After analysing, researching and discussing fabrics with my designer, I went to my most reliable fabric shop in Kidlington, Oxford shire which is town close to where I live. I have previously bought fabrics from there before and I was impressed with the quality, variety and customer service.
I bought a few metres of cream dupion silk for my kimono, as I wanted to use a plain colour for the base fabric and add embellishment such as shibori, air brush and batik to decorate. I think that the weave of the silk will be a more interesting surface to work on in comparison to habotai silk, which is traditionally used for kimonos. The rougher and unrefined quality will work really well with my ideas of concentrating on textures from Christopher Dresser’s works. As well as being an interesting combination with the techniques I plan to use to recreate this.
I was originally going to use a cotton drill or 100% cotton for the base, however cotton is traditionally used for Yukata’s and I wanted a fabric with a raw fibre quality.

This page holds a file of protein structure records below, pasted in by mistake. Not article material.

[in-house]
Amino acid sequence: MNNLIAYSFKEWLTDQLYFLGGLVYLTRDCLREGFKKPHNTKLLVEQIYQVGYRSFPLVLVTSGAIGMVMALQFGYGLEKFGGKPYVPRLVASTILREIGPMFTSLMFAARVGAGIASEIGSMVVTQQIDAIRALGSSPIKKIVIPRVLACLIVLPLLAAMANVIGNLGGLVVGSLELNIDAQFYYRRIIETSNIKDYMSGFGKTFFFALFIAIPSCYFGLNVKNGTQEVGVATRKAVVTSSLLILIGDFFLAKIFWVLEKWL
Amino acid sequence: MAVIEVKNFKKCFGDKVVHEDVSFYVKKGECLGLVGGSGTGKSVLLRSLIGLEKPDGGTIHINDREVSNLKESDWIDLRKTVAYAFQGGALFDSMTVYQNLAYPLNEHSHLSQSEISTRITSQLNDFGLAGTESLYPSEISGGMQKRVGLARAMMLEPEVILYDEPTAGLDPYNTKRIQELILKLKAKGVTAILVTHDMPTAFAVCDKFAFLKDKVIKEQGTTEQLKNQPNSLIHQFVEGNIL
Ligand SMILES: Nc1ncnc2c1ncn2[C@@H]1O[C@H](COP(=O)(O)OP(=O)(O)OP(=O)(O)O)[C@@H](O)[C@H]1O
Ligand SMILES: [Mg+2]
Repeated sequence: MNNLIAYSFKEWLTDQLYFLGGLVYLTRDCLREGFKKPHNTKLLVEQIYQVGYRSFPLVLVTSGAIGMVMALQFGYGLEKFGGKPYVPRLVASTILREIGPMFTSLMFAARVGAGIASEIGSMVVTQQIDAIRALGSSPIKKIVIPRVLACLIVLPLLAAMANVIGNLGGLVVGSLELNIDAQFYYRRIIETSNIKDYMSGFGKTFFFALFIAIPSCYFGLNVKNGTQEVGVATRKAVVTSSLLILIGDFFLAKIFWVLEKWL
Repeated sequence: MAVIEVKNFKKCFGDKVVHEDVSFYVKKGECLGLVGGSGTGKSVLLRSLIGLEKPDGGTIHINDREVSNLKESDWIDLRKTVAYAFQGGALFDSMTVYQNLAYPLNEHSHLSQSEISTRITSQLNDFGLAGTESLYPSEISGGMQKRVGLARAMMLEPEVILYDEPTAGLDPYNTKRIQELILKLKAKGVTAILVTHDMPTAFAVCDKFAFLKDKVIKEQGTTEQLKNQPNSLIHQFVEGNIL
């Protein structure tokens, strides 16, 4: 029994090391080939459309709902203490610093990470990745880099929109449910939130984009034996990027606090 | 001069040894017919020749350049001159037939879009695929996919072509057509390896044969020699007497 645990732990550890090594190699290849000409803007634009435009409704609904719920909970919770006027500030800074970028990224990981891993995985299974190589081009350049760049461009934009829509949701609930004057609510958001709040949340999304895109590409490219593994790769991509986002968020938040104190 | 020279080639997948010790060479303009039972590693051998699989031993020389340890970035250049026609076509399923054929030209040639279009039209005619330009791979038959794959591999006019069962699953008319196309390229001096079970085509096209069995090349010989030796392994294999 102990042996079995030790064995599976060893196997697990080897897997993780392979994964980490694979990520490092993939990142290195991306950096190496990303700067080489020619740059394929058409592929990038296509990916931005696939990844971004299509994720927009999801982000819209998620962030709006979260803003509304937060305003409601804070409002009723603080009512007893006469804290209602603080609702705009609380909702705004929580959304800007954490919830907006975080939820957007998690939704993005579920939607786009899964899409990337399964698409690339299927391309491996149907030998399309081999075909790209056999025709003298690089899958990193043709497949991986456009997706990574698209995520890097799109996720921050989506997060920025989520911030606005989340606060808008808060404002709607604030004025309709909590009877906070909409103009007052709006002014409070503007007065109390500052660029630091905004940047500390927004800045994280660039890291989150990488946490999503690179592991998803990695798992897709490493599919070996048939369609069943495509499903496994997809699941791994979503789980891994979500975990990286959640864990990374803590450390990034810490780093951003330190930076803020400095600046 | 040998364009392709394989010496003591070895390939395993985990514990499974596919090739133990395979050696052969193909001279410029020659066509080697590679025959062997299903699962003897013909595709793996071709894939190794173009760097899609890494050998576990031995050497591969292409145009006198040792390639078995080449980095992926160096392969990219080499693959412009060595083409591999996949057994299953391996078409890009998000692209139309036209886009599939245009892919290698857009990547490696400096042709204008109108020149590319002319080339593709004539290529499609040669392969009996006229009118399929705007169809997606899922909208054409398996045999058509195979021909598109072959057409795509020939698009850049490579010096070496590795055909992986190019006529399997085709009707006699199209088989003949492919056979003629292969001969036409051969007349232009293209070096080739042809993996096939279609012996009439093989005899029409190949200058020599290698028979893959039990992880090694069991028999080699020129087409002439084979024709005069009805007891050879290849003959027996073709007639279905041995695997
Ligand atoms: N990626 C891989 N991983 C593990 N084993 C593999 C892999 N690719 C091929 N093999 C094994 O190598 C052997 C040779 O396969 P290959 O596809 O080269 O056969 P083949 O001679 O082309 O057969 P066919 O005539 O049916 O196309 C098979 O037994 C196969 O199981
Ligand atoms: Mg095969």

After choosing my kimono fabrics, I moved onto the Victorian costume. I needed materials for the sleeves, bodice, skirt and collar. My designer has instructions that the whole costume must be aged and distressed, the bodice must be tight fitting with purple and black fabrics, the collar must have lace and the skirt must be gathered, full length and grey.
I didn’t think these colours would work at first but after exploring the different fabrics, I found a pale purple upholstery fabric and black cotton drill that looked great together. I also found a dark grey polyester wool mix that would look really good for the skirt, the dark colours would work a lot better against the bodice fabrics and the cause textures will impress the designer.
For the sleeves, I purchased a few metres of 100% pure white cotton, which I found the soft flexible quality of the fabric drapes. As for the colour, the Victorian’s would typically have white sleeves, but over time it would become worn, so I shall age and distress it to make it look more authentic and accustomed to the character’s age and status.
For the collar, I have chosen a few yards of wide lace which can be sewn onto a piece of fabric, which could be either attached to the bodice or not.
I believe this trip has been very positive and successful for my course. I have learnt a lot more about fabrics and their qualities and I hope that the end results for each costume will be good.